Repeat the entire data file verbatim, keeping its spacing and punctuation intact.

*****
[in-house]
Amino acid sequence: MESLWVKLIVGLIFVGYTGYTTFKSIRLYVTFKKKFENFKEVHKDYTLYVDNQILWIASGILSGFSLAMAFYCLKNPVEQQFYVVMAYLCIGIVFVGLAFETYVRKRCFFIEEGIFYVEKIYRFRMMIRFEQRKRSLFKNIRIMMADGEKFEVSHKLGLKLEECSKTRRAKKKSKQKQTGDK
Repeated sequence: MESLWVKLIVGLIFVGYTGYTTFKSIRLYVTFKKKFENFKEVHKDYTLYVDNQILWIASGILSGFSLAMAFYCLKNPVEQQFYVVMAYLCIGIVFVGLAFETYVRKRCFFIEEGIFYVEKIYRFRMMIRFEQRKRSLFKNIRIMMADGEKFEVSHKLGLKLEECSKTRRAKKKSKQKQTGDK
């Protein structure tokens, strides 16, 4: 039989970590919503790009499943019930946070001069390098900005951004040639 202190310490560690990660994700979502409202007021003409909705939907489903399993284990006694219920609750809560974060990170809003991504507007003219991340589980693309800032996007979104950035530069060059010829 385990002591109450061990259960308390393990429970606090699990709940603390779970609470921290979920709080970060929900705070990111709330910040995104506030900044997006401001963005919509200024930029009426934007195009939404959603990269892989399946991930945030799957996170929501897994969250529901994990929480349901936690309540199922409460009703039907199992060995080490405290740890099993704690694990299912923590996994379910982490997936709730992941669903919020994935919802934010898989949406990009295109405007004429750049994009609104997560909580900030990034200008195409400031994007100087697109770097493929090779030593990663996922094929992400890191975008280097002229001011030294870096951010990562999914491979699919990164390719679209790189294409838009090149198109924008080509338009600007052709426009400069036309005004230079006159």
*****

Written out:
[in-house]
Amino acid sequence: MESLWVKLIVGLIFVGYTGYTTFKSIRLYVTFKKKFENFKEVHKDYTLYVDNQILWIASGILSGFSLAMAFYCLKNPVEQQFYVVMAYLCIGIVFVGLAFETYVRKRCFFIEEGIFYVEKIYRFRMMIRFEQRKRSLFKNIRIMMADGEKFEVSHKLGLKLEECSKTRRAKKKSKQKQTGDK
Repeated sequence: MESLWVKLIVGLIFVGYTGYTTFKSIRLYVTFKKKFENFKEVHKDYTLYVDNQILWIASGILSGFSLAMAFYCLKNPVEQQFYVVMAYLCIGIVFVGLAFETYVRKRCFFIEEGIFYVEKIYRFRMMIRFEQRKRSLFKNIRIMMADGEKFEVSHKLGLKLEECSKTRRAKKKSKQKQTGDK
């Protein structure tokens, strides 16, 4: 039989970590919503790009499943019930946070001069390098900005951004040639 202190310490560690990660994700979502409202007021003409909705939907489903399993284990006694219920609750809560974060990170809003991504507007003219991340589980693309800032996007979104950035530069060059010829 385990002591109450061990259960308390393990429970606090699990709940603390779970609470921290979920709080970060929900705070990111709330910040995104506030900044997006401001963005919509200024930029009426934007195009939404959603990269892989399946991930945030799957996170929501897994969250529901994990929480349901936690309540199922409460009703039907199992060995080490405290740890099993704690694990299912923590996994379910982490997936709730992941669903919020994935919802934010898989949406990009295109405007004429750049994009609104997560909580900030990034200008195409400031994007100087697109770097493929090779030593990663996922094929992400890191975008280097002229001011030294870096951010990562999914491979699919990164390719679209790189294409838009090149198109924008080509338009600007052709426009400069036309005004230079006159």